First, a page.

There are many ways how to get around! The most common is to book with one of the many companies, which bring you around in a car, bus or truck and guide you through the whole journey. The advantage of this kind of tourism is - assumed you booked with the right company - that you experience places and things which you might not be able to find and see alone. Especially if you are in Uganda on a short term trip for 2 - 3 weeks. There will be a lot of time wasted by looking for where to go, by waiting and missing the bus, by looking for accomodation and so on. With a guide and a tour company you are safe and time-economical and can be sure that you get (in your short time) all you expect. On the other hand you pay for all this services. The prices vary depending on company and Itinery. But good ones can be already found from an dayly average price of 80-100.- dollars a day (coffeetours.com or uganda-travel.jimdo.com) all inclusive. meanwhile others are costing 150.- to 200.- dollars/day (not all inclusive).
The other way is "individual travelling". Backpackers go often alone, without a company or tour guide. The below noted means con show how to get around in this way of travellling. However you will have to switch between the different means, and you will have to improvise, so that you finally reach you desired location. Mostly you will need a combination of BodaBoda, local taxi ("matatu" in kenya), bus and evtl. private car (National Parks).
In Kampala and some other towns, the boda-boda is a good way to get from place to place. These are small mopeds, motorcycles, bicycles or scooters with cushions on the back and are cheap transport as used by locals. If using a boda-boda, be extremely careful as they are frequently involved in accidents; however, in spite of this, they are a fun and fast way to get around. Note that if you advise the driver that you want him to drive slower and safer, he may actually listen to you.
Make sure you agree on the price before you get on the bike. They will try and charge more claiming it was further than thought. Some may get aggressive; say you will call the police and they will calm down. Always be polite and non aggressive.
NOTE: Make sure you tell them to drive SLOWLY. Many foreigners and locals are injured and killed on boda-bodas in Uganda.
Uganda has a decent bus system. There are two classes of buses. The "taxis" (also called "matatus") are actually minibuses or commuter vans, which run fixed routes.
There are also real buses which run less frequently, usually leaving Kampala early in the morning. There are many companies which almost all leave from the same general area. The buses fill up, so if you get on mid-trip, you'll be spending some time standing or sitting in the aisle before somebody gets off and you can get a seat.
Both buses and taxis run along most roads between cities, paved (sealed) or dirt.
Domestic bus travel is reasonable and cheap between major centres, and is a good choice for backpackers with time, but may not run reliably on schedule. A trip from Kampala to Masindi takes about 4 hours and costs approximately 8,000 Uganda shillings.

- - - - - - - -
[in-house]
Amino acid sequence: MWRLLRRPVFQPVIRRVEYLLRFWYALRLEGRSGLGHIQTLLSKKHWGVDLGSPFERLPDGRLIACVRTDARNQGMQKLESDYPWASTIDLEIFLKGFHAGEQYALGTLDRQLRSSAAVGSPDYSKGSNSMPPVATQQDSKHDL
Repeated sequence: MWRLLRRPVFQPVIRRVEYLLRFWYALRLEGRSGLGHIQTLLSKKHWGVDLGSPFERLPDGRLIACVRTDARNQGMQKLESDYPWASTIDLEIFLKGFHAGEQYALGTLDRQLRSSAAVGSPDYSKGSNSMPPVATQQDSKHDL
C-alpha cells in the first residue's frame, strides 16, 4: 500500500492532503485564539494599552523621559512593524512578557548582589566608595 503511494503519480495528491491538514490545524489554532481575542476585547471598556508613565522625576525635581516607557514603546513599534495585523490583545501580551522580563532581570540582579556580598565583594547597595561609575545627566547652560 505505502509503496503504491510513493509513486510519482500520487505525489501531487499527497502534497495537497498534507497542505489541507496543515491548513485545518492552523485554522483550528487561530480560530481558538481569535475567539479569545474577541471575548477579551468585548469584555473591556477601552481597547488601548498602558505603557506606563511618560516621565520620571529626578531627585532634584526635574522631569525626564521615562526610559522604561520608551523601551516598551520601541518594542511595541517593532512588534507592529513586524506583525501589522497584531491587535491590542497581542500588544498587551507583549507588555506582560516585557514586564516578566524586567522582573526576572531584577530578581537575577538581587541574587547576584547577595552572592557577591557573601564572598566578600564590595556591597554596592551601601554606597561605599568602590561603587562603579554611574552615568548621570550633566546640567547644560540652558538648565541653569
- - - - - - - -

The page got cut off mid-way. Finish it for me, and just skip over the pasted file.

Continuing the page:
Note that both buses and "taxis" do not run on fixed schedules; rather, they leave their terminal stop when they are completely full. On heavily-traveled routes, they fill up within minutes and this is not a problem, but on less-travelled routes (or if getting on a large bus), be prepared to wait a while before departure.
Domestic flights might be a good and fast alternative to dusty bus rides.
The best way to get around Kampala and the neighboring towns is by using minibus-type taxis called "taxi". This is the most efficient and cost-effective method of transportation in urban areas, but try not to get ripped off by the conductors as they sometimes try to overcharge tourists. They usually take 14 passengers plus a conductor, though in smaller country towns overcrowding still occurs. Minibus taxis are relatively cheap, frequent (in Kampala), and may make lots of stops along the way.
They run along fixed routes, picking up and dropping off people anywhere along the route. If you want to get on, stand at the side of the road and wave your arm. To get off, say "stage" and the driver will pull over and let you off at the next boda boda waiting area. You can also just say "Driver, please pull over at X". They're not marked with destinations unless you are at the central taxi parks, so you'll have to listen to the destinations that the drivers are yelling out the window. If you're not sure where to catch a taxi going to your destination (especially at Kampala's two taxi parks, which are huge!), just ask a nearby driver or conductor, and they'll probably be able to point you in the right direction.
Private taxis - those which you can hire for yourself only, are called special hire taxis, and are available in most every decent sized town. Fares are negotiable over long distances as there are no meters.